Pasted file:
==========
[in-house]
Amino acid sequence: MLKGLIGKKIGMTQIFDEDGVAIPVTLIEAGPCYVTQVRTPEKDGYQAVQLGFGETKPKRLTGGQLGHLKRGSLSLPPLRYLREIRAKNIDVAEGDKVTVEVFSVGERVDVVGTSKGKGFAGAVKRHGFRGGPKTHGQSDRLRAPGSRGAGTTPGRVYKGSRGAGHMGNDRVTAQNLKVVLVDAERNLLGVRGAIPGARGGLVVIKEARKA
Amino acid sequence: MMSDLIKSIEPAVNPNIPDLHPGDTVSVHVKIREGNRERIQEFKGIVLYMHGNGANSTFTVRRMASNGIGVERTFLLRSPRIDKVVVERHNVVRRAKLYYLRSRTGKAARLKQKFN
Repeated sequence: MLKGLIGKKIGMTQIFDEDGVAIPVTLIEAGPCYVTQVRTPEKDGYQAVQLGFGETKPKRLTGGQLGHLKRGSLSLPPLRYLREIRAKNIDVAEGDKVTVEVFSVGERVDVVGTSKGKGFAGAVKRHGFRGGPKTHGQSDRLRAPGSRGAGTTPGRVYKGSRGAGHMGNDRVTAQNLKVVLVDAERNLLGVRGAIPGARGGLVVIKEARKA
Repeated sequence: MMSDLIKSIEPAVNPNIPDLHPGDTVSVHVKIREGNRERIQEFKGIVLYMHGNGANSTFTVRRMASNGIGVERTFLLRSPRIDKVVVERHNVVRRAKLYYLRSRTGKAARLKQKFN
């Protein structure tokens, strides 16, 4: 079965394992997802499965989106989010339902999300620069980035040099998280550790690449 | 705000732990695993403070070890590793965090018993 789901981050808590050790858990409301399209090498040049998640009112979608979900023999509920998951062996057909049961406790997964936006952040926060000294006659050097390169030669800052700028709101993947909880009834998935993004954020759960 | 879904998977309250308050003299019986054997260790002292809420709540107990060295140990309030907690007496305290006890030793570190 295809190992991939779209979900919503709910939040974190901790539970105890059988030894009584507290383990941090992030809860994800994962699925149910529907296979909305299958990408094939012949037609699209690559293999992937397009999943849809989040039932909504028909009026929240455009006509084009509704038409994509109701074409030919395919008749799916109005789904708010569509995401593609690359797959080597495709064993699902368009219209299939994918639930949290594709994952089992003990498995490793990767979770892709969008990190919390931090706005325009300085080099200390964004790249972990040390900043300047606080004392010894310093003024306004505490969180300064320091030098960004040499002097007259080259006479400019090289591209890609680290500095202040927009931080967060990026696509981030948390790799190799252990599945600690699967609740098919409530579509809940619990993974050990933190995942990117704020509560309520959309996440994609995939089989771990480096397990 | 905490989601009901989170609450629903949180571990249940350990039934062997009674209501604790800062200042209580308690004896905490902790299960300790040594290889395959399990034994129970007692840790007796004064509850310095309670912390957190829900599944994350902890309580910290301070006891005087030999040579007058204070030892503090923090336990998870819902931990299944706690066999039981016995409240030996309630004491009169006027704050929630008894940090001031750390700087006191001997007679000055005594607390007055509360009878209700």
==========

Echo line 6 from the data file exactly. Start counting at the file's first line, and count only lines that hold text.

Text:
């Protein structure tokens, strides 16, 4: 079965394992997802499965989106989010339902999300620069980035040099998280550790690449 | 705000732990695993403070070890590793965090018993 789901981050808590050790858990409301399209090498040049998640009112979608979900023999509920998951062996057909049961406790997964936006952040926060000294006659050097390169030669800052700028709101993947909880009834998935993004954020759960 | 879904998977309250308050003299019986054997260790002292809420709540107990060295140990309030907690007496305290006890030793570190 295809190992991939779209979900919503709910939040974190901790539970105890059988030894009584507290383990941090992030809860994800994962699925149910529907296979909305299958990408094939012949037609699209690559293999992937397009999943849809989040039932909504028909009026929240455009006509084009509704038409994509109701074409030919395919008749799916109005789904708010569509995401593609690359797959080597495709064993699902368009219209299939994918639930949290594709994952089992003990498995490793990767979770892709969008990190919390931090706005325009300085080099200390964004790249972990040390900043300047606080004392010894310093003024306004505490969180300064320091030098960004040499002097007259080259006479400019090289591209890609680290500095202040927009931080967060990026696509981030948390790799190799252990599945600690699967609740098919409530579509809940619990993974050990933190995942990117704020509560309520959309996440994609995939089989771990480096397990 | 905490989601009901989170609450629903949180571990249940350990039934062997009674209501604790800062200042209580308690004896905490902790299960300790040594290889395959399990034994129970007692840790007796004064509850310095309670912390957190829900599944994350902890309580910290301070006891005087030999040579007058204070030892503090923090336990998870819902931990299944706690066999039981016995409240030996309630004491009169006027704050929630008894940090001031750390700087006191001997007679000055005594607390007055509360009878209700």